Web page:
In the world of concert music, it is a rare privilege to witness the first ever performance of an instrument in Britain, let alone a whole host that have been specifically created for a piece of music. A stage full of weird and wonderful creations took over the Colston Hall for one of the most surreal concerts I have ever attended.  Big boxes, giant strings and glass bells adorned the stage transforming a Sunday afternoon into a Dali-esque dream-like experience. The performers came on stage in varieties of blues, greens and purples and dispersed themselves amongst the wood and metal for the thirty-five minute transfixing act.

This was an afternoon that tested the boundaries of contemporary music with the UK premiere of And on the Seventh Day Petals Fell in Petaluma written over the course of a few years from 1963-66. The American composer Harry Partch actually built the instruments specifically for this piece of music and Ensemble musikFabrik commissioned the recreation of these instruments as part of a European premiere of Partch’s work a while ago, but have consequently become masters of the instruments. In fact, as a contemporary group their abilty to chop and change instruments was impressive

The soundscape was definitely unusual in the concert hall but not dissimilar to some of the ethereal sounds of the psychedelic sixties. The string instruments, although different in shape and method of playing, were not too far from the sounds of the Indian sitar and the likes of Ravi Shankar’s influence on The Beatles. The music itself came in short bursts. There were elements of musical ideas that never really revealed themselves, becoming frustrating as each fragment lasted a minute. I found myself yearning for a melody in an all too percussive and dissonant score. The dissonance didn’t feel as though it served enough of a functional purpose as there was no contrast, meaning that the pauses within the piece became welcome relief, whether or not the silence actually had a direct function in the music.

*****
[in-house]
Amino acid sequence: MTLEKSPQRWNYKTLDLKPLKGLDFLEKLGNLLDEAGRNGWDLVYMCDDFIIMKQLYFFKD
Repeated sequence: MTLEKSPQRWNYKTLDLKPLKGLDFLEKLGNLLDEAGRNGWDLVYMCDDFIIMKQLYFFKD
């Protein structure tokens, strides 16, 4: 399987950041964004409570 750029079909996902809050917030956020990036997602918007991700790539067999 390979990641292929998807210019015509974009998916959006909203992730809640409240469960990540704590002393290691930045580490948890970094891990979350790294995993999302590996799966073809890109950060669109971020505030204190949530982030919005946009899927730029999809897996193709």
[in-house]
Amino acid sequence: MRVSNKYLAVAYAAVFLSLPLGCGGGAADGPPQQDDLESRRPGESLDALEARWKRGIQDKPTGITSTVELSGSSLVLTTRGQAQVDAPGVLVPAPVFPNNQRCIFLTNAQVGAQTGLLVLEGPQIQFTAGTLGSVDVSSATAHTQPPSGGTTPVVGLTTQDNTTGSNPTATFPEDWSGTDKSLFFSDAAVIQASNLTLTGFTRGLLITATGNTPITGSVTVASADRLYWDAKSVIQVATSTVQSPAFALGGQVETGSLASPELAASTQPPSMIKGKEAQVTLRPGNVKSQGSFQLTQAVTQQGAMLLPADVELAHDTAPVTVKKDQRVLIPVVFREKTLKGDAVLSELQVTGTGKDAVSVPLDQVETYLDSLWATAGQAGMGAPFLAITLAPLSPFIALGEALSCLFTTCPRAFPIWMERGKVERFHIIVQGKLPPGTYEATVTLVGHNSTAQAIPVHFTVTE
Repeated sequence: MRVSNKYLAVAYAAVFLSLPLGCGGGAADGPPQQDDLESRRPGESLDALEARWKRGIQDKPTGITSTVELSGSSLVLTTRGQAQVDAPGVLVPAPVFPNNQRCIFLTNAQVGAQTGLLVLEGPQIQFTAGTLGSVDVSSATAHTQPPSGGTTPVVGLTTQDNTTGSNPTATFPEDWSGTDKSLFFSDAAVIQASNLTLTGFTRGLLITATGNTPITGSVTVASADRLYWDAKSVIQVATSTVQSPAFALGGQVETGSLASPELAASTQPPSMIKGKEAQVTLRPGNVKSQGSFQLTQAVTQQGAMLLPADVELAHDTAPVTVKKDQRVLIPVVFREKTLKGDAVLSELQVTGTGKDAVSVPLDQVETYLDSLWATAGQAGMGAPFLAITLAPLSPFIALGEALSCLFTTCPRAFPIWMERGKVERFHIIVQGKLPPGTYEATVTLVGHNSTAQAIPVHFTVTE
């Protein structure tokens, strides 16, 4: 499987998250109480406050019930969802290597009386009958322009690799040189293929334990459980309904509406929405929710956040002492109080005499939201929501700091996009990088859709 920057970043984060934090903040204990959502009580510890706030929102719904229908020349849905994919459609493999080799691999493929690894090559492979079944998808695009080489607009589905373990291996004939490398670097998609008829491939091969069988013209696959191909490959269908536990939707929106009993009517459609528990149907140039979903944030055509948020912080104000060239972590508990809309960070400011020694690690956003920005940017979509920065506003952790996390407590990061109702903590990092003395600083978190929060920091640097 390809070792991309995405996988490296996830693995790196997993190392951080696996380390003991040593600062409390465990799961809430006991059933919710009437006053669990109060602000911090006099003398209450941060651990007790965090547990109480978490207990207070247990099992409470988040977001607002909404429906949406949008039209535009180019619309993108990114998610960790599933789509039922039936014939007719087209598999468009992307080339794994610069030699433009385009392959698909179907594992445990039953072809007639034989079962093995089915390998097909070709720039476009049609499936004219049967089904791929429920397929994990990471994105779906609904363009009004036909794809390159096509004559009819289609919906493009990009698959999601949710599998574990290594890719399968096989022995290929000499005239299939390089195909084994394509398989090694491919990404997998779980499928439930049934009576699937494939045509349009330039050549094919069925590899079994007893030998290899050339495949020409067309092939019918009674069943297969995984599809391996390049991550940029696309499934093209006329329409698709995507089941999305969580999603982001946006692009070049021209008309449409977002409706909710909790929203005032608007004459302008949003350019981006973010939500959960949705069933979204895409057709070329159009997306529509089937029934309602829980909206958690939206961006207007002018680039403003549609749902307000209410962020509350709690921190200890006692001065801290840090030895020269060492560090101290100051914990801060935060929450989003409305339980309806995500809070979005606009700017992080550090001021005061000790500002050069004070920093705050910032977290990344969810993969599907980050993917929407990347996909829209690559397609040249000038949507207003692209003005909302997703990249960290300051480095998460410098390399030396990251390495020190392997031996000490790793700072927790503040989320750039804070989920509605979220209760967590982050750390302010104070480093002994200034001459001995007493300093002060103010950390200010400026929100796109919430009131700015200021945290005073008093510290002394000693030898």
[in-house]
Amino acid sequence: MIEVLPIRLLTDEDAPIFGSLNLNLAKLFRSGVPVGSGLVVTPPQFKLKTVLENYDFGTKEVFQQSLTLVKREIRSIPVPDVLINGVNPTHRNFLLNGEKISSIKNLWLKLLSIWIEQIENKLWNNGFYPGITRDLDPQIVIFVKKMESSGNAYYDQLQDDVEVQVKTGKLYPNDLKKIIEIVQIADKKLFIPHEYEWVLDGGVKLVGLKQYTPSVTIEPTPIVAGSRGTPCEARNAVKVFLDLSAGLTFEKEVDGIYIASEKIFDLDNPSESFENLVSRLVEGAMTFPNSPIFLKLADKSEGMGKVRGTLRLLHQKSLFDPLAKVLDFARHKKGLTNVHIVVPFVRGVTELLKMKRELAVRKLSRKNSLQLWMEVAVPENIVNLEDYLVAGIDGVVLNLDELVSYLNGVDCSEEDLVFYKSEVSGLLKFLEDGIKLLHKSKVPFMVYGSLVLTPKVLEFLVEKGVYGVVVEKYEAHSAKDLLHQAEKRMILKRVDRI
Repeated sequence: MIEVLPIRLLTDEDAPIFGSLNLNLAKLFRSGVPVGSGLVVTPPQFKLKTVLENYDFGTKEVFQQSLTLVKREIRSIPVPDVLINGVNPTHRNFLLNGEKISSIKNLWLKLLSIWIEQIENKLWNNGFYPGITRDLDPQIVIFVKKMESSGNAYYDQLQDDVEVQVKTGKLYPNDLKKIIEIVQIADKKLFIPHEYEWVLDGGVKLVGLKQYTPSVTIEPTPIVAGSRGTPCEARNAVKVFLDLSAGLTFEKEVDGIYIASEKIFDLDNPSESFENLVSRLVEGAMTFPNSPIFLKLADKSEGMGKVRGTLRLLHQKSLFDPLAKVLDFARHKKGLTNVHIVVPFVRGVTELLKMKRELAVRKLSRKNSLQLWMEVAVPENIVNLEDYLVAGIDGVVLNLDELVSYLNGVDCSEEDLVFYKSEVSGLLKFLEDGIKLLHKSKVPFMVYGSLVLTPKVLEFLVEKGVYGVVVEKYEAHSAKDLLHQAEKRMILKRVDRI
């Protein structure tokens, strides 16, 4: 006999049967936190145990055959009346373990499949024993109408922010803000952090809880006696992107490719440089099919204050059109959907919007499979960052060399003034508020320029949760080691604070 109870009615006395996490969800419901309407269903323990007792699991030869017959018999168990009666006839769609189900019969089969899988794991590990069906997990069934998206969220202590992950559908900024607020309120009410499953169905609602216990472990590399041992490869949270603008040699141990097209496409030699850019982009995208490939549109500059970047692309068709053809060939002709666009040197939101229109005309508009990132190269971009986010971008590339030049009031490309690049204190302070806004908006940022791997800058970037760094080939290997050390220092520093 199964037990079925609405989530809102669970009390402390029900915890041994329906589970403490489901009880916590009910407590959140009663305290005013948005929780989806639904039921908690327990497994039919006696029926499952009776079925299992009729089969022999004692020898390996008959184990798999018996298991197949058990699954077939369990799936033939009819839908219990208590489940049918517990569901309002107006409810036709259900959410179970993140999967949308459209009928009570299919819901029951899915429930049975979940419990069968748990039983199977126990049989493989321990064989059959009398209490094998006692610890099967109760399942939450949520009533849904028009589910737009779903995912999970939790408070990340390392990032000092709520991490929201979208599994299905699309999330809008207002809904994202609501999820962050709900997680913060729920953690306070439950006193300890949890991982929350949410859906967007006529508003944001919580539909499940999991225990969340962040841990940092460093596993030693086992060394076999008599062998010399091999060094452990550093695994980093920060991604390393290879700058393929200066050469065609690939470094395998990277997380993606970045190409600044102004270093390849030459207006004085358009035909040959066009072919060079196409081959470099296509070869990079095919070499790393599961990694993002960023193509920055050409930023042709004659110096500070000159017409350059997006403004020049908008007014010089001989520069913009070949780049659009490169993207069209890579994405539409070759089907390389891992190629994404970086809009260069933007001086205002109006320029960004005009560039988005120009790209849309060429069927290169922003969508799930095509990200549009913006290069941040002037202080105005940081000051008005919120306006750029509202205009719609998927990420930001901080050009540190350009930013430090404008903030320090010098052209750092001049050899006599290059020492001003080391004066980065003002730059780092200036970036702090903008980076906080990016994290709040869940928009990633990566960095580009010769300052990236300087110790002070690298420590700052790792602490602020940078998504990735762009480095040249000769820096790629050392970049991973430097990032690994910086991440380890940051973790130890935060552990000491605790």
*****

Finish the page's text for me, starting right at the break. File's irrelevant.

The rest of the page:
My favourite instrument on the stage was a giant bellow attached to wooden windpipes that made a sound resembling a train whistle. A member of Musikfabrik stood on the top of the giant bellow and slowly pressed it down with his full body weight. Despite being serious in his role in the performance, the effect of the wheezing whistle combined with his rigid stance descending in an elevator-like manner was fairly comical and received a laugh and mutters from the audience. This was not by any means the most physically demanding instrument of the piece. There were instruments that can only be described as giant string temples, resembling a cruder version of a harp that looked complex to play and stood a good two metres tall above the stage. These enormous structures were hand plucked and then the tones of the strings were altered using a lever to bend the sound to a surreal effect. Towards the end of the piece a guitar made an appearance. It seemed a shame that this was the first and only regular instrument on the stage for the entire piece.

Contrasting to the first half of the concert, an opposing mood presented itself with rainbow shirts and the genre-free music of Frank Zappa – with regular instruments. The music was a fusion of the experimental with a strong lean towards heavy jazz. As one of the most memorable musical events I have ever witnessed, the night culminated in a Zappa encore where two cymbal players starting on stage platforms, with a cheerful smile, crashed and waved of cymbals. In the music that forever climaxed with computer style noises from the rest of the musicians, the cymbalists climbed higher and higher for each crash at the end of every phrase – full of impact.